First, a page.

Review: FIFA 14


When I think of FIFA games, I usually end up recalling a series that is repeatedly churned out, year on year, without fail. But despite EA being well versed in doing this the outcome isn’t always as good as you would expect, or as good as its predecessor. But with FIFA 14 things are a little different. But that’s a good thing.

Previous FIFA games have always tried to reinvent the wheel. As a result the texture of the players’ skin can change significantly between releases, the movement of each player can also be vastly different as well. And the features will vary just as much from each year. But FIFA 14 seems to be different. Unlike FIFA 13 and those that came before, this years’ football game seems to have taken to improving over what works and getting rid of what doesn’t. But there’s more then just the technical adjustments to admire here. FIFA 14 goes further by pulling everything together into a nice, neat package, complete with far more realistic player dynamics.

For those who look forward to competitive seasons where they fight for survival in the league table, you’re well catered for. FIFA 14 offers plenty of options, from playing online with your favourite team against other similar classed opponents to online and offline league or competition matches using your Ultimate Team of hand picked players. Then you have casual online play and practice matches as well.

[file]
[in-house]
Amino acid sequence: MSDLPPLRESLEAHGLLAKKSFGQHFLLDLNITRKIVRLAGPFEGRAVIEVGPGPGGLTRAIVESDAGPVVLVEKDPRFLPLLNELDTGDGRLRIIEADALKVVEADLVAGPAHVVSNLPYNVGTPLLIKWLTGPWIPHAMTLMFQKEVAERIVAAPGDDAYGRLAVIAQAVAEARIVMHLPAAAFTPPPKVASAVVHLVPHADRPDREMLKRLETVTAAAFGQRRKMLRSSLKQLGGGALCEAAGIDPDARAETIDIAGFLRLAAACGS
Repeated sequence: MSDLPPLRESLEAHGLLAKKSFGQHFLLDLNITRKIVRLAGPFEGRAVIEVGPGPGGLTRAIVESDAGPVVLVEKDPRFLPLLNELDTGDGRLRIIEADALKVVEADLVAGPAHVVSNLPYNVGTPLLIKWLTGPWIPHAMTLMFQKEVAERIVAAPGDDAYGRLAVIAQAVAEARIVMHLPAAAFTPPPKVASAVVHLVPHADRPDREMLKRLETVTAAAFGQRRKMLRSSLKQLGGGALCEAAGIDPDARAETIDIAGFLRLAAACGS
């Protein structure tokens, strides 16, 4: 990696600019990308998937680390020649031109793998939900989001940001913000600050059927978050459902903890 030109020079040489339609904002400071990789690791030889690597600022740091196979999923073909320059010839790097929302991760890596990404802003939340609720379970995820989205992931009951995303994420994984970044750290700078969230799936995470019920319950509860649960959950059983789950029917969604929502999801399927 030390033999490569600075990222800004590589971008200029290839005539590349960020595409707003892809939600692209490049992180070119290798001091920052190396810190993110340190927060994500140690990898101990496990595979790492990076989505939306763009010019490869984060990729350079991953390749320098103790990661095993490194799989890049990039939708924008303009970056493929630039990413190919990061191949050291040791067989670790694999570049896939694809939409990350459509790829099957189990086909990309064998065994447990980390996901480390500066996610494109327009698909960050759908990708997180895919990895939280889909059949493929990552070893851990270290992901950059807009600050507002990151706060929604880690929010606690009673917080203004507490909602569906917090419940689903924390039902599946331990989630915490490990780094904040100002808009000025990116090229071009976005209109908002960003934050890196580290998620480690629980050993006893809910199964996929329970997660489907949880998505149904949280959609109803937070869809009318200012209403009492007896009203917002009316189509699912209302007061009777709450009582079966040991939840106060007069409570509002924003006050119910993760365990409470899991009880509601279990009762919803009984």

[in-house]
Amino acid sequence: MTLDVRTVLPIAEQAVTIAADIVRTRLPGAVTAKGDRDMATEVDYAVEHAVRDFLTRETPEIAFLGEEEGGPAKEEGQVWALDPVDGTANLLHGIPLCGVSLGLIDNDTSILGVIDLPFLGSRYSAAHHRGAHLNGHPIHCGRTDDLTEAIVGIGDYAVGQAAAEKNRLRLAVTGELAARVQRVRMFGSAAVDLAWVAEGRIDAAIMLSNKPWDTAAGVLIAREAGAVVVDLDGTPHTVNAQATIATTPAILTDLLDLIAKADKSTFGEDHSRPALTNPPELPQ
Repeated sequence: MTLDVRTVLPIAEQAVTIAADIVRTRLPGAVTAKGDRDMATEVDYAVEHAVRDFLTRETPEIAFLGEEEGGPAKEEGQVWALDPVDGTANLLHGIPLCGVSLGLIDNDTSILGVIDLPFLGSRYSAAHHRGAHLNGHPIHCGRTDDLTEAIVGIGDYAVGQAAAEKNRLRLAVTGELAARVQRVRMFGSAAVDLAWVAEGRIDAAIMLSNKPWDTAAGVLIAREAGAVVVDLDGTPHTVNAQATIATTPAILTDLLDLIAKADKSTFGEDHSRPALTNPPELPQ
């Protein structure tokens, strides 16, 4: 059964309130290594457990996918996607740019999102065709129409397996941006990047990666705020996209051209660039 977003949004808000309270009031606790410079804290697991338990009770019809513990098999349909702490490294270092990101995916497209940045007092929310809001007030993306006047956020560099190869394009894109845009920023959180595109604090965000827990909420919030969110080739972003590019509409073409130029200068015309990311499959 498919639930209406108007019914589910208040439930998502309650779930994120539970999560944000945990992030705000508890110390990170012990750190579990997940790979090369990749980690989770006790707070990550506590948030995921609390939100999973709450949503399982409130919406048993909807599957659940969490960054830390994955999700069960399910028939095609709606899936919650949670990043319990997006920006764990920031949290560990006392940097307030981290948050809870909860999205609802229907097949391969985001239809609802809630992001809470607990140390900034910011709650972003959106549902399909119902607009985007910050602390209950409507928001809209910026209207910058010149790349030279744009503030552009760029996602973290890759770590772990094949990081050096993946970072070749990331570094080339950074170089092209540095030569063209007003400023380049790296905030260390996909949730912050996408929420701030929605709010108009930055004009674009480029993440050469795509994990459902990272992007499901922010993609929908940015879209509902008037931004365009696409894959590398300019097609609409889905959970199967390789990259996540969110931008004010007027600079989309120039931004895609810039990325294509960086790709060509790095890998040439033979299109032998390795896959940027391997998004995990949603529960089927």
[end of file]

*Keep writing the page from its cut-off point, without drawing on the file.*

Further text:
FIFA14 pic

Beyond that you have a multitude of competitions you can enter, on or offline, and the practice modes differ significantly, guiding those with less experience than those hardened veterans of football by instructing them, step by step, on each and every move, pass, shot, flick, free kick or penalty. And it also instructs you on the finer points of defending as well. Goal keeping techniques can be repeatedly practised until you’re blue in the face and there’s defending as well. And there’s plenty to edit throughout the game.

Beyond the technical aspects of the game, it’s hard not to be impressed with the way the players move. Using motion capture in games like Call of Duty or Halo is one thing, but FIFA is where it’s most needed. And it shows. Players run and turn and shoot with a natural flair and grace normally reserved for the Premiership. But they also stumble with exceptional realism, which isn’t surprising, considering the amount of motion capture that went into this version of FIFA. All in all, FIFA 14 is the must have football game of the year. And without sounding far too premature I’m already looking forward to what EA can do in next years’ iteration of the series.


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